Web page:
- It’s true I fought against the apartheid system in South Africa which was a brutal racist system designed to oppress black South Africans and have them work for measly wages in capitalist factories and mines. However government support for Māori initiatives is not designed to oppress anyone – it’s simply a belated attempt to recognise the extra barriers Maori face in areas such as health, education and employment.
- We do have a “minority favoured with money and power” in Aotearoa but it isn’t Māori. It’s the 1% wealthiest New Zealanders – very few of whom are Maori.
- Despite what you seem to think, Māori have received only a piddling amount from successive governments. For example the TOTAL payouts to iwi through the Waitangi Tribunal process since the very beginning is a modest $2.2 billion – around 3% of the actual value lost to Māori through theft of their land and destruction of their economy brought about by racism and colonisation. Compare this with the more than $2 billion the government paid out to wealthy investors in finance companies such as South Canterbury Finance when they collapsed through appalling mismanagement at the time of the global financial crisis and you start to understand how the economy is not there for Māori or working class New Zealanders. It’s being run for the wealthy.
- Te Reo Māori is the indigenous language of this country. If any language here is foreign it is English. You are not being forced to learn Te Reo but I hope the day will come soon when it is a compulsory part of our school curriculum – alongside other compulsory subjects like English and Maths. It will be a tremendous step forward for the whole country. Aside from anything else, an understanding of a second language has huge educational benefits to children in their other subjects as well.
- The children graduating from Kura Kaupapa Māori schools are doing better than Māori graduating from the public education system generally so please don’t spread lazy lies based on the prejudices of others.
- There is no shortage of incredible Māori leaders emerging – I’m constantly astonished at the amazing young people, especially young Māori women, who are showing up all over the country, despite the huge barriers many of them face. All of us living in Aotearoa New Zealand should be proud of them. I’ve taught too many Māori, Pasifika and working class students who have had to leave school early because they had to become breadwinners for their families. For a teacher this is devastating but much more so for the students. I could give you numerous examples from my personal experience. You might have seen a report on TVNZ a few nights ago which featured a young Māori woman in exactly that same position despite her having a promising future in sport and higher education.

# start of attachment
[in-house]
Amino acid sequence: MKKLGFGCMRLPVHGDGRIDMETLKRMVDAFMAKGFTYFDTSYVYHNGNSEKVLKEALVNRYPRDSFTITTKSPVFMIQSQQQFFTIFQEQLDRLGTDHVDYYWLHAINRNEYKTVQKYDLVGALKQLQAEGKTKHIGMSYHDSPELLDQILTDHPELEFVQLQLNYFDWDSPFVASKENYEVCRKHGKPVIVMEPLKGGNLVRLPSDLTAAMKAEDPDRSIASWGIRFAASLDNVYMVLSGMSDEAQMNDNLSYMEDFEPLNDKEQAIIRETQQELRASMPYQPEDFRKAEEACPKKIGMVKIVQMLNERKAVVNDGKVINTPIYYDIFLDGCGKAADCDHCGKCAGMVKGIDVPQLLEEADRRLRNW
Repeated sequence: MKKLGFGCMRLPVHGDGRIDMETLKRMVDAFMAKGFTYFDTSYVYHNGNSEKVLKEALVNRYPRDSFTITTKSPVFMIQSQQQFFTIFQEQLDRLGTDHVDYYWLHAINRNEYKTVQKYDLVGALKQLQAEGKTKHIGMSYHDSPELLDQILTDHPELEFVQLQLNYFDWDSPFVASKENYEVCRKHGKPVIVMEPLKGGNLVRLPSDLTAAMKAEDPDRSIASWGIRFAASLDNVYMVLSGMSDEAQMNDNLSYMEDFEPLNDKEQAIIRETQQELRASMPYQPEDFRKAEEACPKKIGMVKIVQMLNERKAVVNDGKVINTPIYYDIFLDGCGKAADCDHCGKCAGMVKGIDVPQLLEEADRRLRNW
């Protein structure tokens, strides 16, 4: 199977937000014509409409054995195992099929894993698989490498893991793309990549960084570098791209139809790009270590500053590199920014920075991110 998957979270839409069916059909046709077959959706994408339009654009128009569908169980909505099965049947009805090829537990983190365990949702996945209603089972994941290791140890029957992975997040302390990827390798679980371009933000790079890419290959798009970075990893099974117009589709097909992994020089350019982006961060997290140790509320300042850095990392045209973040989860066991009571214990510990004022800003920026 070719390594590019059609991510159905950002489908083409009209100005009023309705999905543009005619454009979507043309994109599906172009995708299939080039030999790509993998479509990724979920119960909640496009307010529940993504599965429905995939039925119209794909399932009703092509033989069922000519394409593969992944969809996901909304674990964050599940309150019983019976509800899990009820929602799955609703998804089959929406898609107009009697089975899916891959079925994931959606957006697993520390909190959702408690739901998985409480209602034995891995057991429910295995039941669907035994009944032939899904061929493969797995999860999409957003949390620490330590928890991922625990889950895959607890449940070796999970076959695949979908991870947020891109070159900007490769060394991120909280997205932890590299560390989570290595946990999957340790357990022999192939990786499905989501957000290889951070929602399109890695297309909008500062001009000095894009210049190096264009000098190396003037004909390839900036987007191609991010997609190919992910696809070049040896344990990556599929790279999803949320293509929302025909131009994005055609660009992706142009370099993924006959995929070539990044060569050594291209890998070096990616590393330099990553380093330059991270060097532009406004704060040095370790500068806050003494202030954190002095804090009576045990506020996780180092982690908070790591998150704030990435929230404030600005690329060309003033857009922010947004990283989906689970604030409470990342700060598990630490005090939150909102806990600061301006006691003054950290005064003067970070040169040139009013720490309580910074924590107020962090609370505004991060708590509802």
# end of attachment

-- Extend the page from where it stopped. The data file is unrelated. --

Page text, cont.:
- You are right that 550 Māori doctors is nowhere near enough. Maori health statistics are dreadful and are worse than those for the working class generally. The proposed Maori health agency is a brilliant move in the right direction. Māori live for seven years less that Pākehā on average – “by Māori for Māori” is part of the way forward.
- Iwi businesses pay taxes the same as any other business although I agree there are serious issues with companies like Sanitarium which claims to be a charity and pays no tax.
Pete, I hope I haven’t wasted my time asking you to consider these things. I think it’s important people raise issues as you have because if they stay unsaid they will fester and build unjustified resentments.
I don’t want to sound patronising but I’d like to suggest you get Vincent O’Malley’s book “The Great War for New Zealand” out from your library and have a go at reading it while putting yourself in the shoes of Waikato Māori as they tried to defend their land and people against a brutal, aggressive, rapacious enemy. It’s a long book but it’s well written and easy to read. I think you will find it eye-opening. If it’s too much to read then just focus on the battles at Rangiaowhia and the famous battle at Orākau Pā – Rewi’s last stand.